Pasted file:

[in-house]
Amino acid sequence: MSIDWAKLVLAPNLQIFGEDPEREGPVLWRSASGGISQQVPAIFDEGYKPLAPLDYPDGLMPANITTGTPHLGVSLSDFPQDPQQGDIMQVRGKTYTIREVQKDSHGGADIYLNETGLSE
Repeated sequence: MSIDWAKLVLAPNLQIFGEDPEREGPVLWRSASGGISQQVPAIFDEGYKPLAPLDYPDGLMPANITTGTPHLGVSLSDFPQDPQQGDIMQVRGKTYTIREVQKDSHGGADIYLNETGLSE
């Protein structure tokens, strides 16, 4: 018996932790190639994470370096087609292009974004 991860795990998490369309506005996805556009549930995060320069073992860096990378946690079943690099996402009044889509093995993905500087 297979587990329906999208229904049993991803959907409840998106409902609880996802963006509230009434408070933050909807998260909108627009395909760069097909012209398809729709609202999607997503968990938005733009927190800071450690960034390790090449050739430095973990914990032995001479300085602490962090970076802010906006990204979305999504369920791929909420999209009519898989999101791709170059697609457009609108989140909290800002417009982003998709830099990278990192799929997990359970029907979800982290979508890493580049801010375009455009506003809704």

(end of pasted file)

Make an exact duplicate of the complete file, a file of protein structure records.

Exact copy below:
[in-house]
Amino acid sequence: MSIDWAKLVLAPNLQIFGEDPEREGPVLWRSASGGISQQVPAIFDEGYKPLAPLDYPDGLMPANITTGTPHLGVSLSDFPQDPQQGDIMQVRGKTYTIREVQKDSHGGADIYLNETGLSE
Repeated sequence: MSIDWAKLVLAPNLQIFGEDPEREGPVLWRSASGGISQQVPAIFDEGYKPLAPLDYPDGLMPANITTGTPHLGVSLSDFPQDPQQGDIMQVRGKTYTIREVQKDSHGGADIYLNETGLSE
């Protein structure tokens, strides 16, 4: 018996932790190639994470370096087609292009974004 991860795990998490369309506005996805556009549930995060320069073992860096990378946690079943690099996402009044889509093995993905500087 297979587990329906999208229904049993991803959907409840998106409902609880996802963006509230009434408070933050909807998260909108627009395909760069097909012209398809729709609202999607997503968990938005733009927190800071450690960034390790090449050739430095973990914990032995001479300085602490962090970076802010906006990204979305999504369920791929909420999209009519898989999101791709170059697609457009609108989140909290800002417009982003998709830099990278990192799929997990359970029907979800982290979508890493580049801010375009455009506003809704």